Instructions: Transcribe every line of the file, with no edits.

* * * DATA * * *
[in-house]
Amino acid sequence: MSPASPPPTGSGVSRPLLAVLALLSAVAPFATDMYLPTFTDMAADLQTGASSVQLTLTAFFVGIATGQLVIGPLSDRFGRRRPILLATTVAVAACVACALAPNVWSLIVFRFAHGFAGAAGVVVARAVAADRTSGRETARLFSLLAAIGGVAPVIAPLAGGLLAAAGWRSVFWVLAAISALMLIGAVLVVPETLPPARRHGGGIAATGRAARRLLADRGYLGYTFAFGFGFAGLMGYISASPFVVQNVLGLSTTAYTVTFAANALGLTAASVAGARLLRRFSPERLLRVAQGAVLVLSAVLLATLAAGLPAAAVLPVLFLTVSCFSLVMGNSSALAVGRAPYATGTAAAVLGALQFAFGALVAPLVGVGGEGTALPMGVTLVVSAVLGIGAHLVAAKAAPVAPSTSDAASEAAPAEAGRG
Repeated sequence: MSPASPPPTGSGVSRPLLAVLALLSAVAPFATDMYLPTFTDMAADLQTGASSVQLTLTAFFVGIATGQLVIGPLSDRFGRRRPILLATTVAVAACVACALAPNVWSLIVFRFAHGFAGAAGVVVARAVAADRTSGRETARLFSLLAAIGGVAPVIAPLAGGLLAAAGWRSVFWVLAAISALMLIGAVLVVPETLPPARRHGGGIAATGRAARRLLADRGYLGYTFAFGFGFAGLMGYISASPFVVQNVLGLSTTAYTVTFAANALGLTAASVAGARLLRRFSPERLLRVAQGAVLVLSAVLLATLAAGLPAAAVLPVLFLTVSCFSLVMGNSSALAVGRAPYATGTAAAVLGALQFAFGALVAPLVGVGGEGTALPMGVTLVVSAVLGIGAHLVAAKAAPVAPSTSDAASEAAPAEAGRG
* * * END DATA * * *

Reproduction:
[in-house]
Amino acid sequence: MSPASPPPTGSGVSRPLLAVLALLSAVAPFATDMYLPTFTDMAADLQTGASSVQLTLTAFFVGIATGQLVIGPLSDRFGRRRPILLATTVAVAACVACALAPNVWSLIVFRFAHGFAGAAGVVVARAVAADRTSGRETARLFSLLAAIGGVAPVIAPLAGGLLAAAGWRSVFWVLAAISALMLIGAVLVVPETLPPARRHGGGIAATGRAARRLLADRGYLGYTFAFGFGFAGLMGYISASPFVVQNVLGLSTTAYTVTFAANALGLTAASVAGARLLRRFSPERLLRVAQGAVLVLSAVLLATLAAGLPAAAVLPVLFLTVSCFSLVMGNSSALAVGRAPYATGTAAAVLGALQFAFGALVAPLVGVGGEGTALPMGVTLVVSAVLGIGAHLVAAKAAPVAPSTSDAASEAAPAEAGRG
Repeated sequence: MSPASPPPTGSGVSRPLLAVLALLSAVAPFATDMYLPTFTDMAADLQTGASSVQLTLTAFFVGIATGQLVIGPLSDRFGRRRPILLATTVAVAACVACALAPNVWSLIVFRFAHGFAGAAGVVVARAVAADRTSGRETARLFSLLAAIGGVAPVIAPLAGGLLAAAGWRSVFWVLAAISALMLIGAVLVVPETLPPARRHGGGIAATGRAARRLLADRGYLGYTFAFGFGFAGLMGYISASPFVVQNVLGLSTTAYTVTFAANALGLTAASVAGARLLRRFSPERLLRVAQGAVLVLSAVLLATLAAGLPAAAVLPVLFLTVSCFSLVMGNSSALAVGRAPYATGTAAAVLGALQFAFGALVAPLVGVGGEGTALPMGVTLVVSAVLGIGAHLVAAKAAPVAPSTSDAASEAAPAEAGRG